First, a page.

Rolle’s five years with the Cardinals were interesting, as was his departure. Drafted eighth overall in 2005 to play cornerback for Dennis Green, Rolle eventually moved to safety — a position many assumed he’d eventually play even from the time he was drafted. He had a memorable game in 2007 in Cincinnati, returning two Carson Palmer interceptions for touchdowns and actually did it a third time only to have the score called back on a questionable roughing call post-pick on none other than Smith.
He was young and brash, like Dockett and Karlos Dansby, on a defense that wasn’t always consistent but that stood up during that 2008 Super Bowl run. His six-year rookie contract was bulky though, put together in a day long before rookie slotting. So coming into 2010, with a $4 million roster bonus due and an $8 million salary, the Cardinals — who tried and failed to get an extension done — released Rolle. He became part of the star-studded exodus that offseason (Kurt Warner, Dansby, Anquan Boldin as well) that shifted dramatically the Ken Whisenhunt era.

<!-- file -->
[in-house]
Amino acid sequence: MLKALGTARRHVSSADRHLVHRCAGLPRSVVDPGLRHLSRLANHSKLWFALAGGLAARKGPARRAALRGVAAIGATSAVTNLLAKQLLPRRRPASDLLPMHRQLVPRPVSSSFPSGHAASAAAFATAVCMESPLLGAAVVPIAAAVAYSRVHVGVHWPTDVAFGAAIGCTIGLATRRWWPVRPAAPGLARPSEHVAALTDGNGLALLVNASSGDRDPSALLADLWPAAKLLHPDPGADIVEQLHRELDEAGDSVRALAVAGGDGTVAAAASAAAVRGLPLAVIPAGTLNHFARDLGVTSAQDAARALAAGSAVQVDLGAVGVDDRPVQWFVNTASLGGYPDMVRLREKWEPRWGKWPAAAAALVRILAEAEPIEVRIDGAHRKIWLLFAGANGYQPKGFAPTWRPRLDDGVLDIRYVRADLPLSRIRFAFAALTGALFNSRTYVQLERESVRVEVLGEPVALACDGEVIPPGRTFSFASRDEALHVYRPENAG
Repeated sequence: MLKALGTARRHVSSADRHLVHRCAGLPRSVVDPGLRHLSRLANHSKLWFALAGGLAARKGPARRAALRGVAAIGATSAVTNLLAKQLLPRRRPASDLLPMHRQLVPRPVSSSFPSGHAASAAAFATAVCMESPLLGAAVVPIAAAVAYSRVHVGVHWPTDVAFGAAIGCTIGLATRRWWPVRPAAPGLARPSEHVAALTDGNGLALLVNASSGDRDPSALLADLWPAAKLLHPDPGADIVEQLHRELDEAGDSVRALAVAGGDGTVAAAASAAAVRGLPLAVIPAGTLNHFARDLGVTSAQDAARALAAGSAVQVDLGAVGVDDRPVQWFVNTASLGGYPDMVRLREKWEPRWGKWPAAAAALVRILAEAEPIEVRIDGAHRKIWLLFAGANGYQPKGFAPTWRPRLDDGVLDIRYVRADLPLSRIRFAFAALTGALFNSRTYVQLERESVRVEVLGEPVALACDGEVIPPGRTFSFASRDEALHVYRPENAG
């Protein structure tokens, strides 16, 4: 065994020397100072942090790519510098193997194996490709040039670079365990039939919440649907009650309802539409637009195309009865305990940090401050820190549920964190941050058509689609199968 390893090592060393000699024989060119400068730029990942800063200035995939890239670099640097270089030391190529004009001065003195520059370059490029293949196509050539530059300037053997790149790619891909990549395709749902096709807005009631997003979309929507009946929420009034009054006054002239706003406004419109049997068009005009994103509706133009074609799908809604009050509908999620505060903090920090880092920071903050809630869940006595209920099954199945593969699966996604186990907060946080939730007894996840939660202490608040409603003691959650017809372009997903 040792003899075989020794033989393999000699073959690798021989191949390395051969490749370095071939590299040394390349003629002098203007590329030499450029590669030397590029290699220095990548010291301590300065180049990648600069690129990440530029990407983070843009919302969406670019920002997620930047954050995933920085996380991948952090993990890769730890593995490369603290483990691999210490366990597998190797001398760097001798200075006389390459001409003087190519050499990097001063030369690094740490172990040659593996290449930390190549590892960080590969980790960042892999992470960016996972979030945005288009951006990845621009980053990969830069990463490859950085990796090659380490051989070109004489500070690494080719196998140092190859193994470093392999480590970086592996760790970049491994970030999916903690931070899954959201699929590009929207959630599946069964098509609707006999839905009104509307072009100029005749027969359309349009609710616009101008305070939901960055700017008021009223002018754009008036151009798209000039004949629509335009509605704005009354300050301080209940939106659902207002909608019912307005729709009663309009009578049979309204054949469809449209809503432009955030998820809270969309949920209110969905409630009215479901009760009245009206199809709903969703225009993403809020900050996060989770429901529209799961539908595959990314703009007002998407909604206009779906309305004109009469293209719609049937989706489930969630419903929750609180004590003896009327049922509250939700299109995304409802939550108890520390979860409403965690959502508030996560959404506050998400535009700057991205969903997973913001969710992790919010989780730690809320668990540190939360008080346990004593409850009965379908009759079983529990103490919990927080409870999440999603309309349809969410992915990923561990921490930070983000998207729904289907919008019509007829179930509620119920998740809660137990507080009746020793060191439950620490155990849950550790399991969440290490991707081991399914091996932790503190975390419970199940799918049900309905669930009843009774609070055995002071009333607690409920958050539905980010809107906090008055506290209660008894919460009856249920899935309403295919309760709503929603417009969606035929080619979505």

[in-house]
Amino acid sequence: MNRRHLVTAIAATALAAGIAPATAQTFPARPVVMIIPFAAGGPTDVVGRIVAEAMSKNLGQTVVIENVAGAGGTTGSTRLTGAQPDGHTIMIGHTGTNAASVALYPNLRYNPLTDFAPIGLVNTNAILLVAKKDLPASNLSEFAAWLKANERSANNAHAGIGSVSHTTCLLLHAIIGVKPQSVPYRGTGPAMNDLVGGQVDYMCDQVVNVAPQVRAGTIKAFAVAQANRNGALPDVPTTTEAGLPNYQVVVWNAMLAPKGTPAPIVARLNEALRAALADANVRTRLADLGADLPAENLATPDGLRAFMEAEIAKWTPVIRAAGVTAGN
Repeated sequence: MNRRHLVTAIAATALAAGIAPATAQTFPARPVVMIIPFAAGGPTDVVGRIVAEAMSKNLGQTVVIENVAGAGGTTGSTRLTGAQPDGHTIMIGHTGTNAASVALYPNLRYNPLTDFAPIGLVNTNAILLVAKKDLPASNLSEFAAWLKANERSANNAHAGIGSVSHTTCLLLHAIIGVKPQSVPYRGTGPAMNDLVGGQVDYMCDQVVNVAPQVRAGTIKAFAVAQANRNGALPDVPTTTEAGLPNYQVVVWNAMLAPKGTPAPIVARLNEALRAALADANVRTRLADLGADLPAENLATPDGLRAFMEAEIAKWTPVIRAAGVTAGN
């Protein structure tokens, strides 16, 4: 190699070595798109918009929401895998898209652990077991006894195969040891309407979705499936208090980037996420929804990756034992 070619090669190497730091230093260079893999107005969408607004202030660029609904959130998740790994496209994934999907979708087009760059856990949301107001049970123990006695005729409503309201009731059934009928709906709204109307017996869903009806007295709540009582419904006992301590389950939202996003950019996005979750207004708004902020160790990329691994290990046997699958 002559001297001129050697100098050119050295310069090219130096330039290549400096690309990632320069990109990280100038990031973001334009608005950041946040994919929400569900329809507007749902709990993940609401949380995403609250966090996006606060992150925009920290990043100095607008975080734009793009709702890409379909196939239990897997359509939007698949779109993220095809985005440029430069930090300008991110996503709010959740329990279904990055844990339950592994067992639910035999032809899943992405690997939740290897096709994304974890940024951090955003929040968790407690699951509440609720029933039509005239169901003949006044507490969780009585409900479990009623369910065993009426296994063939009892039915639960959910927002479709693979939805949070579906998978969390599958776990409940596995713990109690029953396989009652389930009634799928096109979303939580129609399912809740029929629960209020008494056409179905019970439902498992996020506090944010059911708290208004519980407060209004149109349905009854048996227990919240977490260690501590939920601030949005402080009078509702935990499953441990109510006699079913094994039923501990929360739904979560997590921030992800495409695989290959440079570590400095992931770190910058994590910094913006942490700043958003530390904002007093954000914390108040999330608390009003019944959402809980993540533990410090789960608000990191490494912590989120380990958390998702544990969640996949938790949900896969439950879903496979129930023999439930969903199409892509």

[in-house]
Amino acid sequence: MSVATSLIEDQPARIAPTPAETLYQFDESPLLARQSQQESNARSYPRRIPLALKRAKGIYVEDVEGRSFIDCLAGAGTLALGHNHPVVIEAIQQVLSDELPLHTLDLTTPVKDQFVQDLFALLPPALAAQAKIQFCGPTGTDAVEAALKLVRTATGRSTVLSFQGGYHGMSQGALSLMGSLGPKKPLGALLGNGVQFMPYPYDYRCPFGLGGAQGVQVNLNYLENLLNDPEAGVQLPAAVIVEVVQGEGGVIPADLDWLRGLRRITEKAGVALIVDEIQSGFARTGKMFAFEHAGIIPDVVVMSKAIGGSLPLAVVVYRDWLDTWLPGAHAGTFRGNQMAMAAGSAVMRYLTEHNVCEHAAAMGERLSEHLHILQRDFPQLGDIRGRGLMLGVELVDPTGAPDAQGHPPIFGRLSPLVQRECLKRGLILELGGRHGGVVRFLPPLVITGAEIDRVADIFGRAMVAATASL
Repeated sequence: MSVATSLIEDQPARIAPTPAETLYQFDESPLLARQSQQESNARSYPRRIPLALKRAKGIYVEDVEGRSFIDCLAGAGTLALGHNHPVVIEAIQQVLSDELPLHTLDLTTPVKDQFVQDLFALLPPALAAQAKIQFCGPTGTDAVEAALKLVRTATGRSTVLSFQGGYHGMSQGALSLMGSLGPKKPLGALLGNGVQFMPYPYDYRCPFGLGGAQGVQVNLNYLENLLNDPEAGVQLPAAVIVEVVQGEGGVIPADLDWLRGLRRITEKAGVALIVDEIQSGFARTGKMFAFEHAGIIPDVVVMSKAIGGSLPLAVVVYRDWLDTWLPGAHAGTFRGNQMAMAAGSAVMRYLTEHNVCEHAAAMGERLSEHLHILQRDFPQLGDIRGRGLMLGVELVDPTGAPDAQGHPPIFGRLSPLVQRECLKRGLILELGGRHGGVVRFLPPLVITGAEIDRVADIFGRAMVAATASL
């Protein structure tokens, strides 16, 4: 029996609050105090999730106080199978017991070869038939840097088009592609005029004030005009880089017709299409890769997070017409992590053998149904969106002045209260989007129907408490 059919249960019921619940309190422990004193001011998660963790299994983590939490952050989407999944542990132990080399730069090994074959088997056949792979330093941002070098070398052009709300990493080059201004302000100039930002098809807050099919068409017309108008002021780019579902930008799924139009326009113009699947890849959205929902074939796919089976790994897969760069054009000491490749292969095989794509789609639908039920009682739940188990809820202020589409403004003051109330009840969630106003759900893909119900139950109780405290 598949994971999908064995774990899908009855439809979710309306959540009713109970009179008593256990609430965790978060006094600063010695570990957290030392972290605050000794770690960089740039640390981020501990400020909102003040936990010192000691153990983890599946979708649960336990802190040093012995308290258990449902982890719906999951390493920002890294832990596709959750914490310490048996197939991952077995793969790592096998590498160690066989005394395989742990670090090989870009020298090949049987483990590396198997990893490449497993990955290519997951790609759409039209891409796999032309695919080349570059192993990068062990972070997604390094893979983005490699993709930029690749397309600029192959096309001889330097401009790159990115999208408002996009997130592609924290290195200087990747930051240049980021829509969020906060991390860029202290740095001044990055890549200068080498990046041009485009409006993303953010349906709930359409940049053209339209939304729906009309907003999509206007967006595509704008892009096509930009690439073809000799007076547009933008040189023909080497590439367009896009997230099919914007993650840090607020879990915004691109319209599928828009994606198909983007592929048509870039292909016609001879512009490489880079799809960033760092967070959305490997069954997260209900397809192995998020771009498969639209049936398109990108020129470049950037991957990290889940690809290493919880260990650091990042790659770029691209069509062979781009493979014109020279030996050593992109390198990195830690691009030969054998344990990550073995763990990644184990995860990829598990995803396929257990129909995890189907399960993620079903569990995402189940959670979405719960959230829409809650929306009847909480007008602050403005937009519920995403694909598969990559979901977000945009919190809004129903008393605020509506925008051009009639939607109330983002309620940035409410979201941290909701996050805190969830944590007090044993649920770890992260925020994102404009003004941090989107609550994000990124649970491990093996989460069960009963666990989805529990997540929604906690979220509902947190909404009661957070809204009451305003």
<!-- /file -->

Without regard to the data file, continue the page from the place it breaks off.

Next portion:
Rolle went on to get not only his big money (there was a similar offer from the Cards Rolle turned down) but big attention in New York with the Giants, making three Pro Bowls, making many headlines with his blunt talk on a weekly radio show, and winning a Super Bowl. It turned out to be a nice career. Although his stint in Arizona feels like a lifetime ago.
Tags: Adrian Wilson, Anquan Boldin, Antrel Rolle, Carson Palmer, Darnell Dockett, Karlos Dansby, Kurt Warner
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One last thing about Darnell Dockett as his retirement settles in: Dockett talked about walking a thin line, but never really crossing it. “That’s just my personality,” he told Bertrand Berry on Berry’s radio show. “I was determined to create funny and hilarious moments my entire career.”